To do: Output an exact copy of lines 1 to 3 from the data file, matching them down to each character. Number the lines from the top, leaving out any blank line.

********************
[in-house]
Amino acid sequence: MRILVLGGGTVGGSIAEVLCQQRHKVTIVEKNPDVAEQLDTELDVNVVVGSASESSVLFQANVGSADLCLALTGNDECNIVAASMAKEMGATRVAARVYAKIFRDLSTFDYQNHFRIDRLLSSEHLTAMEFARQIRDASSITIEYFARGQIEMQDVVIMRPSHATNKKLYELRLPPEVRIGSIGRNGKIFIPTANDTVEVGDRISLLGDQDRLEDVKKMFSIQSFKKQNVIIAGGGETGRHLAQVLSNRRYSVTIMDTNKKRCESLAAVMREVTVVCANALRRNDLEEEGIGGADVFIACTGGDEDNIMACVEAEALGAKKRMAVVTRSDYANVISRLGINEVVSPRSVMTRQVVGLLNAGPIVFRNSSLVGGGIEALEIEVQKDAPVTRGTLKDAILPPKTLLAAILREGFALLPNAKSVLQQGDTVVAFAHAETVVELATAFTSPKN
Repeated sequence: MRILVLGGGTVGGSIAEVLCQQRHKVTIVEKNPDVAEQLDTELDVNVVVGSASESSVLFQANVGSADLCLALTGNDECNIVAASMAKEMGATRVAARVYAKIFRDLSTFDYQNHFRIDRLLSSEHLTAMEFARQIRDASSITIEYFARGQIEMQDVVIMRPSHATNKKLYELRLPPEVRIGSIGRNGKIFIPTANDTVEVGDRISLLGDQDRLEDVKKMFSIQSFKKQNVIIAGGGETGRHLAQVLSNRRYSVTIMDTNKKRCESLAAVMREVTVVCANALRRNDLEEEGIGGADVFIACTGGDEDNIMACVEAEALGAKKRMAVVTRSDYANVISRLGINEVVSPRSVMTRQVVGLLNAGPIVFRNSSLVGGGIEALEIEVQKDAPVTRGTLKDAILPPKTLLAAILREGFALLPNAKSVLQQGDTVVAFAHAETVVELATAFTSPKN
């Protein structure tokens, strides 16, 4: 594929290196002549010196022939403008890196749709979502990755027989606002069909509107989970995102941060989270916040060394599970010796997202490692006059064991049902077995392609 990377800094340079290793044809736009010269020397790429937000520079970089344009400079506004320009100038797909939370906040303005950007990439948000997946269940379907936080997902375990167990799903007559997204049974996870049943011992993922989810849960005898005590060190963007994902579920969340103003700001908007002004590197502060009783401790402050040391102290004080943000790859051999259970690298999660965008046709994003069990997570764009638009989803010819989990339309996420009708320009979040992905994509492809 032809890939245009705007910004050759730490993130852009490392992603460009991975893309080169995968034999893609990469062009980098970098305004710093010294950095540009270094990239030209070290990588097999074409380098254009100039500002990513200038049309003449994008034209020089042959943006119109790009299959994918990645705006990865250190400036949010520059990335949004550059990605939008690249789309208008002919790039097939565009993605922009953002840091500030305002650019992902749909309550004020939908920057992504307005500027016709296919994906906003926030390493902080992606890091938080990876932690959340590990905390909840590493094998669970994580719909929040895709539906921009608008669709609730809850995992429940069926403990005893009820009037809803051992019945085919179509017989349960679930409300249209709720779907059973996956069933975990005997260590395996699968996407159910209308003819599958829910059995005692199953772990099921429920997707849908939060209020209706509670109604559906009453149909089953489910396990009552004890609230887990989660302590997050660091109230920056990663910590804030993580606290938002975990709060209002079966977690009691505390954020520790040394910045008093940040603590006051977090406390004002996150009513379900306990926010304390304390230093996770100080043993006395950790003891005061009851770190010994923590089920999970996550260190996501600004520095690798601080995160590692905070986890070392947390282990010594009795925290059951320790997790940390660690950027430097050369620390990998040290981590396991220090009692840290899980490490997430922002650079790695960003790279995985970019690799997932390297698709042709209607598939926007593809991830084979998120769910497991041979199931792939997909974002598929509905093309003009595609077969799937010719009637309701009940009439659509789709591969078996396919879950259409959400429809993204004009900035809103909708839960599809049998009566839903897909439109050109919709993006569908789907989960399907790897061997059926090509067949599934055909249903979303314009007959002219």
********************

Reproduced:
[in-house]
Amino acid sequence: MRILVLGGGTVGGSIAEVLCQQRHKVTIVEKNPDVAEQLDTELDVNVVVGSASESSVLFQANVGSADLCLALTGNDECNIVAASMAKEMGATRVAARVYAKIFRDLSTFDYQNHFRIDRLLSSEHLTAMEFARQIRDASSITIEYFARGQIEMQDVVIMRPSHATNKKLYELRLPPEVRIGSIGRNGKIFIPTANDTVEVGDRISLLGDQDRLEDVKKMFSIQSFKKQNVIIAGGGETGRHLAQVLSNRRYSVTIMDTNKKRCESLAAVMREVTVVCANALRRNDLEEEGIGGADVFIACTGGDEDNIMACVEAEALGAKKRMAVVTRSDYANVISRLGINEVVSPRSVMTRQVVGLLNAGPIVFRNSSLVGGGIEALEIEVQKDAPVTRGTLKDAILPPKTLLAAILREGFALLPNAKSVLQQGDTVVAFAHAETVVELATAFTSPKN
Repeated sequence: MRILVLGGGTVGGSIAEVLCQQRHKVTIVEKNPDVAEQLDTELDVNVVVGSASESSVLFQANVGSADLCLALTGNDECNIVAASMAKEMGATRVAARVYAKIFRDLSTFDYQNHFRIDRLLSSEHLTAMEFARQIRDASSITIEYFARGQIEMQDVVIMRPSHATNKKLYELRLPPEVRIGSIGRNGKIFIPTANDTVEVGDRISLLGDQDRLEDVKKMFSIQSFKKQNVIIAGGGETGRHLAQVLSNRRYSVTIMDTNKKRCESLAAVMREVTVVCANALRRNDLEEEGIGGADVFIACTGGDEDNIMACVEAEALGAKKRMAVVTRSDYANVISRLGINEVVSPRSVMTRQVVGLLNAGPIVFRNSSLVGGGIEALEIEVQKDAPVTRGTLKDAILPPKTLLAAILREGFALLPNAKSVLQQGDTVVAFAHAETVVELATAFTSPKN